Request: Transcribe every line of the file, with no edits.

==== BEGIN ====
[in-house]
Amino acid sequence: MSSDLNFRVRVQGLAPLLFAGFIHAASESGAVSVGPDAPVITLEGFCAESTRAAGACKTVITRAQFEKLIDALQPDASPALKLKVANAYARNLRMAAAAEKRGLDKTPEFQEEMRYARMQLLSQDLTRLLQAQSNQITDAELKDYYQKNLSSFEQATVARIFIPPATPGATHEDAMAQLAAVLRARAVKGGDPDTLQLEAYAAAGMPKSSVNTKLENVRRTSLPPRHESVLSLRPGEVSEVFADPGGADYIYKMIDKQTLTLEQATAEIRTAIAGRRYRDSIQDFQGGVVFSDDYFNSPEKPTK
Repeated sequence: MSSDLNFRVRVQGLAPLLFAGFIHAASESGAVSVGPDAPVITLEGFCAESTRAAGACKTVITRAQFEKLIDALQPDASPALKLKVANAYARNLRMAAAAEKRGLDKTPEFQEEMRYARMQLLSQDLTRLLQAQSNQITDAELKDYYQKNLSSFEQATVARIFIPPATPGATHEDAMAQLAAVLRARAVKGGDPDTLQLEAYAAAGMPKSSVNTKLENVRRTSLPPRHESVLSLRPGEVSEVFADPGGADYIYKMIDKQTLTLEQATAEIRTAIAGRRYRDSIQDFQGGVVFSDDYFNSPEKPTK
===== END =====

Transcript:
[in-house]
Amino acid sequence: MSSDLNFRVRVQGLAPLLFAGFIHAASESGAVSVGPDAPVITLEGFCAESTRAAGACKTVITRAQFEKLIDALQPDASPALKLKVANAYARNLRMAAAAEKRGLDKTPEFQEEMRYARMQLLSQDLTRLLQAQSNQITDAELKDYYQKNLSSFEQATVARIFIPPATPGATHEDAMAQLAAVLRARAVKGGDPDTLQLEAYAAAGMPKSSVNTKLENVRRTSLPPRHESVLSLRPGEVSEVFADPGGADYIYKMIDKQTLTLEQATAEIRTAIAGRRYRDSIQDFQGGVVFSDDYFNSPEKPTK
Repeated sequence: MSSDLNFRVRVQGLAPLLFAGFIHAASESGAVSVGPDAPVITLEGFCAESTRAAGACKTVITRAQFEKLIDALQPDASPALKLKVANAYARNLRMAAAAEKRGLDKTPEFQEEMRYARMQLLSQDLTRLLQAQSNQITDAELKDYYQKNLSSFEQATVARIFIPPATPGATHEDAMAQLAAVLRARAVKGGDPDTLQLEAYAAAGMPKSSVNTKLENVRRTSLPPRHESVLSLRPGEVSEVFADPGGADYIYKMIDKQTLTLEQATAEIRTAIAGRRYRDSIQDFQGGVVFSDDYFNSPEKPTK